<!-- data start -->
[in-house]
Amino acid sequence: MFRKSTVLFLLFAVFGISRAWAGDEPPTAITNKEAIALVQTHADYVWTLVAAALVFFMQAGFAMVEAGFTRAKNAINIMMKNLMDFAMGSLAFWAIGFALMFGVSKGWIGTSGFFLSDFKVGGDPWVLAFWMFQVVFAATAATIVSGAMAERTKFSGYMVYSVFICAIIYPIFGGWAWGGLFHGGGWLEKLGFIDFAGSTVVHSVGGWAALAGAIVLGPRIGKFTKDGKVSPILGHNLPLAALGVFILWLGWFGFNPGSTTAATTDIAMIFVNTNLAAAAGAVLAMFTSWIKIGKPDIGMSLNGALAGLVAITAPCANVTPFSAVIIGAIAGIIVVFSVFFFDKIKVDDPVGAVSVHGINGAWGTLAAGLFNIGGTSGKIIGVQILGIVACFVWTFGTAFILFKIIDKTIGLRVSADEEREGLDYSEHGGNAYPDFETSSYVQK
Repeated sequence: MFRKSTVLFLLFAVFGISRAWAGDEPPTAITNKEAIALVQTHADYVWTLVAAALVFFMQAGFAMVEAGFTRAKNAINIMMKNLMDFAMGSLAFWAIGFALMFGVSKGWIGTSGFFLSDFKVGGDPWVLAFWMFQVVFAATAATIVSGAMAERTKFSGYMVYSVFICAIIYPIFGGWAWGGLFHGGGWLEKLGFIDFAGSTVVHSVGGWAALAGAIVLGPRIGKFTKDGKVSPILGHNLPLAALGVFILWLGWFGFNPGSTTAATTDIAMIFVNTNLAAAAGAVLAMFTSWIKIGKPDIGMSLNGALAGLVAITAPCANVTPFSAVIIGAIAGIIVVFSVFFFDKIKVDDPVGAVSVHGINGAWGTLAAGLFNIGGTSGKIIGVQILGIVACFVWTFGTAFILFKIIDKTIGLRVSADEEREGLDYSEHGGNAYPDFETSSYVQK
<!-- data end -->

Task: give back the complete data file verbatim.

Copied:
[in-house]
Amino acid sequence: MFRKSTVLFLLFAVFGISRAWAGDEPPTAITNKEAIALVQTHADYVWTLVAAALVFFMQAGFAMVEAGFTRAKNAINIMMKNLMDFAMGSLAFWAIGFALMFGVSKGWIGTSGFFLSDFKVGGDPWVLAFWMFQVVFAATAATIVSGAMAERTKFSGYMVYSVFICAIIYPIFGGWAWGGLFHGGGWLEKLGFIDFAGSTVVHSVGGWAALAGAIVLGPRIGKFTKDGKVSPILGHNLPLAALGVFILWLGWFGFNPGSTTAATTDIAMIFVNTNLAAAAGAVLAMFTSWIKIGKPDIGMSLNGALAGLVAITAPCANVTPFSAVIIGAIAGIIVVFSVFFFDKIKVDDPVGAVSVHGINGAWGTLAAGLFNIGGTSGKIIGVQILGIVACFVWTFGTAFILFKIIDKTIGLRVSADEEREGLDYSEHGGNAYPDFETSSYVQK
Repeated sequence: MFRKSTVLFLLFAVFGISRAWAGDEPPTAITNKEAIALVQTHADYVWTLVAAALVFFMQAGFAMVEAGFTRAKNAINIMMKNLMDFAMGSLAFWAIGFALMFGVSKGWIGTSGFFLSDFKVGGDPWVLAFWMFQVVFAATAATIVSGAMAERTKFSGYMVYSVFICAIIYPIFGGWAWGGLFHGGGWLEKLGFIDFAGSTVVHSVGGWAALAGAIVLGPRIGKFTKDGKVSPILGHNLPLAALGVFILWLGWFGFNPGSTTAATTDIAMIFVNTNLAAAAGAVLAMFTSWIKIGKPDIGMSLNGALAGLVAITAPCANVTPFSAVIIGAIAGIIVVFSVFFFDKIKVDDPVGAVSVHGINGAWGTLAAGLFNIGGTSGKIIGVQILGIVACFVWTFGTAFILFKIIDKTIGLRVSADEEREGLDYSEHGGNAYPDFETSSYVQK